– Using the principle of neuromechanical matching is the best way of finding the best bodybuilding exercises
– It allows us to identify which muscle an exercise targets, and whether other muscles are also contributing or not.
– To achieve maximum growth of a single muscle, we want the exercise to involve primarily the target muscle, and for relatively few other muscles to contribute
#1. What is the principle of neuromechanical matching?
– The principle of neuromechanical matching tells us that muscles (and regions of muscles) are activated in an exercise in proportion to their leverage.
– We can use the principle of neuromechanical matching by looking at charts showing how leverages of muscles alter with:
 joint angle – strength curve – range of motion
 plane of motion
 the positions of neighboring joint
 the position of the joint (for two-joint muscles only)
#2. How can we see the principle of neuromechanical matching in operation during strength training exercises?
– By far the most common chart is the one showing how leverages of muscles alter with joint angle, which allows us to understand the effects of the exercise resistance profile
Ex: we can see that the leverages of the individual hip extensor muscles differ relative to one another over the hip extension joint angle range of motion (such that the adductor magnus has the best leverage when the hip is flexed, while the gluteus maximus has the best leverage when the hip is extended).
– For this reason, we can predict that that the adductor magnus will be most activated in exercises involving peak forces in hip flexion (like the conventional back squat), while the gluteus maximus will be most activated in exercises involving peak forces in hip extension (like the back squat with elastic resistance).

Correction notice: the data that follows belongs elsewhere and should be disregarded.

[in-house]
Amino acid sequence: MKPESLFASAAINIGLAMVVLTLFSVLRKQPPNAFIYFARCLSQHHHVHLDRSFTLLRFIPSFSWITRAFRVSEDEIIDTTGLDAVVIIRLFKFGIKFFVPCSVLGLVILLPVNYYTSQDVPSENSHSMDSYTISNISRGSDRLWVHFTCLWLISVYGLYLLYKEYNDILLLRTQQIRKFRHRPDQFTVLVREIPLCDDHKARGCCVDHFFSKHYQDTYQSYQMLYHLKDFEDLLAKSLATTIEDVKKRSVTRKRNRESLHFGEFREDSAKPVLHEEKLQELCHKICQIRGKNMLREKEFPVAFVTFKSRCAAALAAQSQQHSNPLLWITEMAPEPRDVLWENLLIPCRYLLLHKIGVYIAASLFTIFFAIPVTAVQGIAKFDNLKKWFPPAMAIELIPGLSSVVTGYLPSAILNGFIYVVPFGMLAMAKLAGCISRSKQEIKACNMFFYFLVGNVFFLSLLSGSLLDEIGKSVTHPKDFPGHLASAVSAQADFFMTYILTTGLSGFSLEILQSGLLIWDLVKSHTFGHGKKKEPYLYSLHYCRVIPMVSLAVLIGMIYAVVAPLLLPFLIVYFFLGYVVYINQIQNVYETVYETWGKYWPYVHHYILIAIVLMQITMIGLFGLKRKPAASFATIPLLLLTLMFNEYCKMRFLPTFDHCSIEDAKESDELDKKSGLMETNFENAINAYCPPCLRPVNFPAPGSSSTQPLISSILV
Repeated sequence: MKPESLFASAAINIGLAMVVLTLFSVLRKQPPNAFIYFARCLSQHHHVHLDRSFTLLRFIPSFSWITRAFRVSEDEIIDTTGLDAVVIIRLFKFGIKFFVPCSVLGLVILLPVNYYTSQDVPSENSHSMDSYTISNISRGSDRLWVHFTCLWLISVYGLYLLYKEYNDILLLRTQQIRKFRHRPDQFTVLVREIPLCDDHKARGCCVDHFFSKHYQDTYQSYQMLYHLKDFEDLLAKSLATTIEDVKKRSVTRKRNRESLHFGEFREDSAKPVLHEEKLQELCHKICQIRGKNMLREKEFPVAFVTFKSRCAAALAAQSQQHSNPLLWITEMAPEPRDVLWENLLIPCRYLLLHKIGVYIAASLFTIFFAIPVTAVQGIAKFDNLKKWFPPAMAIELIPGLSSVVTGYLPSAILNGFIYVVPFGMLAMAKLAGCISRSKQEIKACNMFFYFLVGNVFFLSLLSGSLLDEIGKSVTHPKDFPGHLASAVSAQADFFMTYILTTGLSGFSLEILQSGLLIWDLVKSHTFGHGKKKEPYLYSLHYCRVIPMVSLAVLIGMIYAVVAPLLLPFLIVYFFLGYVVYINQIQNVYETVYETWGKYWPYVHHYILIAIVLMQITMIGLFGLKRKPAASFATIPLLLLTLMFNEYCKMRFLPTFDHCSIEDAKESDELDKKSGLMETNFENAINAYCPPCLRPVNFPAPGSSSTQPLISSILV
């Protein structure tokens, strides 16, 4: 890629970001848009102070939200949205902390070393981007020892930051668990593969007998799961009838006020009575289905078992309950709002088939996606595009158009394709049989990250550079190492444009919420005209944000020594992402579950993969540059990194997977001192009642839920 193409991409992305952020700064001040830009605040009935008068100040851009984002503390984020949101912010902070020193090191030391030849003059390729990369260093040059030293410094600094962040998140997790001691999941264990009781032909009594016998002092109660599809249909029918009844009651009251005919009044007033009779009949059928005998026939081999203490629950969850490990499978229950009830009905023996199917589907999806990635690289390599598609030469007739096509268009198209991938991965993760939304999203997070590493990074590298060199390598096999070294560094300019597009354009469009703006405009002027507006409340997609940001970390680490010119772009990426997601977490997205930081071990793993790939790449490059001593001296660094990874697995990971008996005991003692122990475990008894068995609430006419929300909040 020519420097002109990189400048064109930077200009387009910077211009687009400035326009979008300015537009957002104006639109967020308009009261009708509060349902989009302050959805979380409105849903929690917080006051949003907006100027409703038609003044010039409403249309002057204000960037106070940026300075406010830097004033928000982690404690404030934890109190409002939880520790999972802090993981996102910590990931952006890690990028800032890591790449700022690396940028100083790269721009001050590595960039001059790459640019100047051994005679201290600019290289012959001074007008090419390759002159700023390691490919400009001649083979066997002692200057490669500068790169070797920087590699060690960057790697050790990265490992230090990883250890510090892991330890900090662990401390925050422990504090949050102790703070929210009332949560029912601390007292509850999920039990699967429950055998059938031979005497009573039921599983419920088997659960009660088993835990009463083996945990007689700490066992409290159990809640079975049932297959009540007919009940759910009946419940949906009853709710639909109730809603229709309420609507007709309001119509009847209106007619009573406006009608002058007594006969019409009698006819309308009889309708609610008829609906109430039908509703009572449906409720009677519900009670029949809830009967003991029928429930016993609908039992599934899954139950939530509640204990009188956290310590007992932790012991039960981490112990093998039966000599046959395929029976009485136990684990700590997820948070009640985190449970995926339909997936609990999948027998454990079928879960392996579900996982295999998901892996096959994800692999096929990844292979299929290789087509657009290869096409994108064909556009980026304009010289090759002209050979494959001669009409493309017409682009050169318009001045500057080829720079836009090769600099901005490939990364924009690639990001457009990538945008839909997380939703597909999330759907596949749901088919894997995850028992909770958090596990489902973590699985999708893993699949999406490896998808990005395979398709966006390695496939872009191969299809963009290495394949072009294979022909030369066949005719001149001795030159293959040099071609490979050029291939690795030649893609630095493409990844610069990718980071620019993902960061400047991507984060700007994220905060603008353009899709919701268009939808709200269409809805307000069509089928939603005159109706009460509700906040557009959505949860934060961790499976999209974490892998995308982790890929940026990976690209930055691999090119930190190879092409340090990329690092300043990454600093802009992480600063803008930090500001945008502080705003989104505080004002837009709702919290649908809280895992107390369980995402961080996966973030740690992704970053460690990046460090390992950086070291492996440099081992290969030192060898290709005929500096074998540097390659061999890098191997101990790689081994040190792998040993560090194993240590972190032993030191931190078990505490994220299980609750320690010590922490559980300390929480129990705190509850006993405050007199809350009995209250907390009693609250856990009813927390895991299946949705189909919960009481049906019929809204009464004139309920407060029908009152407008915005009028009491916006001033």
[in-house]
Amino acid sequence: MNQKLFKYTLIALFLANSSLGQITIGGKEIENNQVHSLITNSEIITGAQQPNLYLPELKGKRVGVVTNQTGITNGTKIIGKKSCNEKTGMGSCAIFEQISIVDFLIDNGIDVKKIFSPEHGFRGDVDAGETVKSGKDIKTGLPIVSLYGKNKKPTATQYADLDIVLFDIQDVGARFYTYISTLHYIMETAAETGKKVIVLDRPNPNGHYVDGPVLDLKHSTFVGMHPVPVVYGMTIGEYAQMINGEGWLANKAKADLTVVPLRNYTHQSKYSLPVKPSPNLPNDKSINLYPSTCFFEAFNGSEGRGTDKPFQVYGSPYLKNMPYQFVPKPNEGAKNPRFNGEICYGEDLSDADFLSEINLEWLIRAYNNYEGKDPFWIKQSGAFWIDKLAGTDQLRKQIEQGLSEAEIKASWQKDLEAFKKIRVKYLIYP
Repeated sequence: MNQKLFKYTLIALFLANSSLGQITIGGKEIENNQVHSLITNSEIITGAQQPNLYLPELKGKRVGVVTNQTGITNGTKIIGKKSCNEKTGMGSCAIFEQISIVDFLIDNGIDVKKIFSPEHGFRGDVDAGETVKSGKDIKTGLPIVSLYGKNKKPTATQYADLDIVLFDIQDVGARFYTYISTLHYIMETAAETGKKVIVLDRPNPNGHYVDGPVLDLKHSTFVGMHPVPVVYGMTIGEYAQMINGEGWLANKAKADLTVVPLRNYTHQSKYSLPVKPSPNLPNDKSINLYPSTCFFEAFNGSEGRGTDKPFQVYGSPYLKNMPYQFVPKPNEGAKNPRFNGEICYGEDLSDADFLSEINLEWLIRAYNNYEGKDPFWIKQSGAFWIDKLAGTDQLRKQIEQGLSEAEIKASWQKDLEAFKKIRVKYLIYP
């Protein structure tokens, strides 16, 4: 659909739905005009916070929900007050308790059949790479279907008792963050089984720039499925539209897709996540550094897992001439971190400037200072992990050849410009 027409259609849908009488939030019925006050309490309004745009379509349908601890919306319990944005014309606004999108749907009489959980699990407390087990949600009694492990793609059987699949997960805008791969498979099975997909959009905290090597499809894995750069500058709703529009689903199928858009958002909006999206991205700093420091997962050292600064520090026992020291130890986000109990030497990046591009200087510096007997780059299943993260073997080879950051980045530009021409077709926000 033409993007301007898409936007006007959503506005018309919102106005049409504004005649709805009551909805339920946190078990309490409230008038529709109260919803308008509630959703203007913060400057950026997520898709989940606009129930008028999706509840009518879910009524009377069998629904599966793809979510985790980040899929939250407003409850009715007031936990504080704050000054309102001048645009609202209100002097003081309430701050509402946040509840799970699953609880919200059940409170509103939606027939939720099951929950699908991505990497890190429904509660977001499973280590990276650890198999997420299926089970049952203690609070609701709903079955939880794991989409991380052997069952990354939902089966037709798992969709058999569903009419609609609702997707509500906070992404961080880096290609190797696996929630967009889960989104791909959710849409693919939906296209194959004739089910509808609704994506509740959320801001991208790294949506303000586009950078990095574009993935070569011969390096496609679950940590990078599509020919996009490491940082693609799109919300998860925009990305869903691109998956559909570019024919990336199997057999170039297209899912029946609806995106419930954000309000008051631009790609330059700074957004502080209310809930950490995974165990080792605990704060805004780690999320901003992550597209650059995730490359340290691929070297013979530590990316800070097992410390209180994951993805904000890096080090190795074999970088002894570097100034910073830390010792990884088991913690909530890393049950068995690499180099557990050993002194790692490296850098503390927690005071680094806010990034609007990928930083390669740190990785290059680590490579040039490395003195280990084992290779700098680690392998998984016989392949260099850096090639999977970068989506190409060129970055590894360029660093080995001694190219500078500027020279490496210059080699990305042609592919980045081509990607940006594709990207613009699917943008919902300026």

– Importantly, the principle of neuromechanical matching also has a long-term effect as well as a short-term effect.
– Since the size of a muscle partly determines its leverage, training with one particular exercise leads to an increase in one particular muscle, which then alters the leverage of that muscle relative to other muscles in other exercises
Ex: single-joint strength training of the triceps can increase the involvement of the triceps in the bench press by increasing the leverage of the triceps in the bench press relative to the pectoralis major and the deltoids.
– It is likely that training one multi-joint exercise has a similar effect insofar as it gradually leads to one muscle (or region of that muscle) developing greater and greater contributions to the trained exercise.
– For this reason, some exercise variety is always valuable even when training for high performance in one exercise (such as for powerlifting).